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Iraq: Multiple ballistic missiles strike Erbil

Iraqi and US officials say no one known to be hurt in the attack, and suggest the missiles were fired from Iran
Workers clean the damaged office of the Kurdistan 24 TV building in the aftermath of missile attacks, in Erbil, Iraq, 13 March (Reuters)
By Wladimir van Wilgenburg in Erbil, Iraq

Multiple ballistic missiles struck Erbil, the capital of Iraq’s semi-autonomous Kurdistan region, on Saturday night, Iraqi authorities said. The missiles were launched from Iran, Kurdish officials claimed.

Saman Barzanji, health minister in the Kurdistan Regional Government, was quoted by state television saying there were no casualties.

Around a dozen missiles rained down on the city at 1am, reportedly targeting the US consulate's new building. Though neighbouring areas were struck, the attack seems to have only caused material damage.

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"We condemn this terrorist attack launched against several sectors of Erbil, we call on the inhabitants to remain calm," Kurdistan Prime Minister Masrour Barzani said.

Kurdistan 24, a local news outlet, is based close to the new US consulate, and posted images of its damaged office after the blasts, with debris strewn across the newsroom.

Other images circulating on social media appear to show missiles striking the ground and causing explosions.

Cemal Batun, a presenter at Kurdistan 24, was in the channel's cafeteria when rockets hit nearby. CCTV footage shows him, wearing a suit, taking cover when the rockets hit:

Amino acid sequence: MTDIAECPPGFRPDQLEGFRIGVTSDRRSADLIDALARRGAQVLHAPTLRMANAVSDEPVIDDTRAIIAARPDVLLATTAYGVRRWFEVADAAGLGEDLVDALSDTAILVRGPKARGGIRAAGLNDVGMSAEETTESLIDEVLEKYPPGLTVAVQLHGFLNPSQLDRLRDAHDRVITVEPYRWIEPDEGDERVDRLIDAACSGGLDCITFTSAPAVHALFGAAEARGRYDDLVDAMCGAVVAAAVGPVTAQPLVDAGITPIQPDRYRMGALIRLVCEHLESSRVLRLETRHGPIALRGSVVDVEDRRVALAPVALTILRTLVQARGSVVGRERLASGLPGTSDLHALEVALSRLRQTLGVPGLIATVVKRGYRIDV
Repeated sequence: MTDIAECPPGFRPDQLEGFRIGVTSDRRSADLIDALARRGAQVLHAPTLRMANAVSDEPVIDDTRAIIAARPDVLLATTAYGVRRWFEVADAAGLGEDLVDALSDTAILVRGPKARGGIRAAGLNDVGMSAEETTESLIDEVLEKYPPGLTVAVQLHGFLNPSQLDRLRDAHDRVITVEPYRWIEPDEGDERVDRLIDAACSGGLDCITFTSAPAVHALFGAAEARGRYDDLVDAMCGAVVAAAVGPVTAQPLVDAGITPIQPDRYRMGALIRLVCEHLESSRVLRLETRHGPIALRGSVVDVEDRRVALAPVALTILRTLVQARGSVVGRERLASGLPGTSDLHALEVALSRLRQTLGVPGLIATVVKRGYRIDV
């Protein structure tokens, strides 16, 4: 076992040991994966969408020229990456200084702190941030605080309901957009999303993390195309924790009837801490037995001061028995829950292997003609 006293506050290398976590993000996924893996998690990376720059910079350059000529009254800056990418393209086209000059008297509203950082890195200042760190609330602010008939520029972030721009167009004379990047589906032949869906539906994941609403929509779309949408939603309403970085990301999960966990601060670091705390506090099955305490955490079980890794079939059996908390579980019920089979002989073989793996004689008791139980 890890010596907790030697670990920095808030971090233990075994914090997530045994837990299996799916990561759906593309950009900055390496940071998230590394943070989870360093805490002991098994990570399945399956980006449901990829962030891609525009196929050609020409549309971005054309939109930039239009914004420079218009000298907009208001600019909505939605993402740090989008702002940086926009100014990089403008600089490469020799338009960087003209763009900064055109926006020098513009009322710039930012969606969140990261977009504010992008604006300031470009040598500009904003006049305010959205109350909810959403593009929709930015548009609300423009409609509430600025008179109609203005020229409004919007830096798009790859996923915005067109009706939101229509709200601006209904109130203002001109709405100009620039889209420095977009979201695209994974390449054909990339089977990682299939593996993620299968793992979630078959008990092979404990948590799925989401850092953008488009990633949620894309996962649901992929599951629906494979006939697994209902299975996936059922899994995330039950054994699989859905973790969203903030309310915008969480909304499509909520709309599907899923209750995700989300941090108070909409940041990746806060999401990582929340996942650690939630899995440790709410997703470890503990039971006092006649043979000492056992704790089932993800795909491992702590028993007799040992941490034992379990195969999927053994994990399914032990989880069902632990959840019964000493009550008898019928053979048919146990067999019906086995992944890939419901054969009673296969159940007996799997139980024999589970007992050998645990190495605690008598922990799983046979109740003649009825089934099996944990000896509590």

“Six missiles were fired and we were in the middle of the broadcasting... This is a very aggressive action against democratic people and society,” Batun told Middle East Eye.

“It's not only against a military party but against all of society, as a message that we can target you all the time. Kurdistan 24 might not be the main target, but in practice it has been one of the targets. Thank god, no one has been injured.”

There has been no official claim of attack, though Kurdish and US officials, speaking off the record, have suggested to media outlets that the missiles came from Iran. The Kurdish interior ministry said in a statement that the missiles were fired from outside Iraq's eastern border.

Influential Shia cleric Moqtada al-Sadr, whose political movement won the October parliamentary elections, tweeted: "Erbil is under fire... as if Kurds were not Iraqis". 

A US State Department spokesperson called it an "outrageous attack".

Erbil is the site of bases that host US forces, who have routinely been targeted by Iran-backed Iraqi factions in Iraq, particularly since Washington's killing of Iranian general Qassem Soleimani in Baghdad airport in January 2020.

However, such raids appeared to have eased as political forces conducted ongoing negotiations to form a new government.